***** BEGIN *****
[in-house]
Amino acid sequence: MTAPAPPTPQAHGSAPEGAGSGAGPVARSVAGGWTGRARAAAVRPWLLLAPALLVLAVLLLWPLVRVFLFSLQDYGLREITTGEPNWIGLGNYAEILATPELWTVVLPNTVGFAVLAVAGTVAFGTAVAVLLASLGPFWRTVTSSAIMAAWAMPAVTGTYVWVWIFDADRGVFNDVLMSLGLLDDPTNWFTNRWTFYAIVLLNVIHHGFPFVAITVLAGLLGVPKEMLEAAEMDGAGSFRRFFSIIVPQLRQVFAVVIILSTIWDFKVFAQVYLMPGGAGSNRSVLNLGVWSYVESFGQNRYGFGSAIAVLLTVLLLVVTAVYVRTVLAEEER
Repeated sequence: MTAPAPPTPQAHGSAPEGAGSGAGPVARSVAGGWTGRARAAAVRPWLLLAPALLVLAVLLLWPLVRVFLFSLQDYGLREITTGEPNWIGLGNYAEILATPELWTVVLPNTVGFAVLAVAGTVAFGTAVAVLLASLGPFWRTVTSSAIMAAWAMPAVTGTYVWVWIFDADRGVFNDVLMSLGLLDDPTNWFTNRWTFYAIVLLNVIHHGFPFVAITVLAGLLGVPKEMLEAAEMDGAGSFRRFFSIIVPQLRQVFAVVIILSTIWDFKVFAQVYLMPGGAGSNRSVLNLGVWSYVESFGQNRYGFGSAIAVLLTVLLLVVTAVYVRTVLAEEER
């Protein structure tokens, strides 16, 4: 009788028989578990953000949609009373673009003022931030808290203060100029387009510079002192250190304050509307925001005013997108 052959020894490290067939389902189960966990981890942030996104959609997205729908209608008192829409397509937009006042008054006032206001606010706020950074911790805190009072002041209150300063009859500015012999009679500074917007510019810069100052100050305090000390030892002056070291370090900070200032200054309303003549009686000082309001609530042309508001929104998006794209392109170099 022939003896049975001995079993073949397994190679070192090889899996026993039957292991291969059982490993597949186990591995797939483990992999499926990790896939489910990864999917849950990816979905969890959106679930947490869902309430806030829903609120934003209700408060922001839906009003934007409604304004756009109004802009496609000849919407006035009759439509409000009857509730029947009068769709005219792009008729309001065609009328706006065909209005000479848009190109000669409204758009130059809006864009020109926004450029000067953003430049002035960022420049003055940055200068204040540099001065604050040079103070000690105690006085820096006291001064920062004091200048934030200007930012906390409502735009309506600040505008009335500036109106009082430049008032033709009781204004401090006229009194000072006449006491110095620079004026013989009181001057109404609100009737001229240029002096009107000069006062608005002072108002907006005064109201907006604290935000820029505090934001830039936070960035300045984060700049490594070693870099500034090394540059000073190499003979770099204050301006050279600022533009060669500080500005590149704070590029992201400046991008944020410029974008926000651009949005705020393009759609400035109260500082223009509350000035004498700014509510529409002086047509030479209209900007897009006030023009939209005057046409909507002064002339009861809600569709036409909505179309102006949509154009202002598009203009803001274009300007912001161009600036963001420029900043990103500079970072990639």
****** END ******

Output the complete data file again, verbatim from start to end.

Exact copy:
[in-house]
Amino acid sequence: MTAPAPPTPQAHGSAPEGAGSGAGPVARSVAGGWTGRARAAAVRPWLLLAPALLVLAVLLLWPLVRVFLFSLQDYGLREITTGEPNWIGLGNYAEILATPELWTVVLPNTVGFAVLAVAGTVAFGTAVAVLLASLGPFWRTVTSSAIMAAWAMPAVTGTYVWVWIFDADRGVFNDVLMSLGLLDDPTNWFTNRWTFYAIVLLNVIHHGFPFVAITVLAGLLGVPKEMLEAAEMDGAGSFRRFFSIIVPQLRQVFAVVIILSTIWDFKVFAQVYLMPGGAGSNRSVLNLGVWSYVESFGQNRYGFGSAIAVLLTVLLLVVTAVYVRTVLAEEER
Repeated sequence: MTAPAPPTPQAHGSAPEGAGSGAGPVARSVAGGWTGRARAAAVRPWLLLAPALLVLAVLLLWPLVRVFLFSLQDYGLREITTGEPNWIGLGNYAEILATPELWTVVLPNTVGFAVLAVAGTVAFGTAVAVLLASLGPFWRTVTSSAIMAAWAMPAVTGTYVWVWIFDADRGVFNDVLMSLGLLDDPTNWFTNRWTFYAIVLLNVIHHGFPFVAITVLAGLLGVPKEMLEAAEMDGAGSFRRFFSIIVPQLRQVFAVVIILSTIWDFKVFAQVYLMPGGAGSNRSVLNLGVWSYVESFGQNRYGFGSAIAVLLTVLLLVVTAVYVRTVLAEEER
């Protein structure tokens, strides 16, 4: 009788028989578990953000949609009373673009003022931030808290203060100029387009510079002192250190304050509307925001005013997108 052959020894490290067939389902189960966990981890942030996104959609997205729908209608008192829409397509937009006042008054006032206001606010706020950074911790805190009072002041209150300063009859500015012999009679500074917007510019810069100052100050305090000390030892002056070291370090900070200032200054309303003549009686000082309001609530042309508001929104998006794209392109170099 022939003896049975001995079993073949397994190679070192090889899996026993039957292991291969059982490993597949186990591995797939483990992999499926990790896939489910990864999917849950990816979905969890959106679930947490869902309430806030829903609120934003209700408060922001839906009003934007409604304004756009109004802009496609000849919407006035009759439509409000009857509730029947009068769709005219792009008729309001065609009328706006065909209005000479848009190109000669409204758009130059809006864009020109926004450029000067953003430049002035960022420049003055940055200068204040540099001065604050040079103070000690105690006085820096006291001064920062004091200048934030200007930012906390409502735009309506600040505008009335500036109106009082430049008032033709009781204004401090006229009194000072006449006491110095620079004026013989009181001057109404609100009737001229240029002096009107000069006062608005002072108002907006005064109201907006604290935000820029505090934001830039936070960035300045984060700049490594070693870099500034090394540059000073190499003979770099204050301006050279600022533009060669500080500005590149704070590029992201400046991008944020410029974008926000651009949005705020393009759609400035109260500082223009509350000035004498700014509510529409002086047509030479209209900007897009006030023009939209005057046409909507002064002339009861809600569709036409909505179309102006949509154009202002598009203009803001274009300007912001161009600036963001420029900043990103500079970072990639």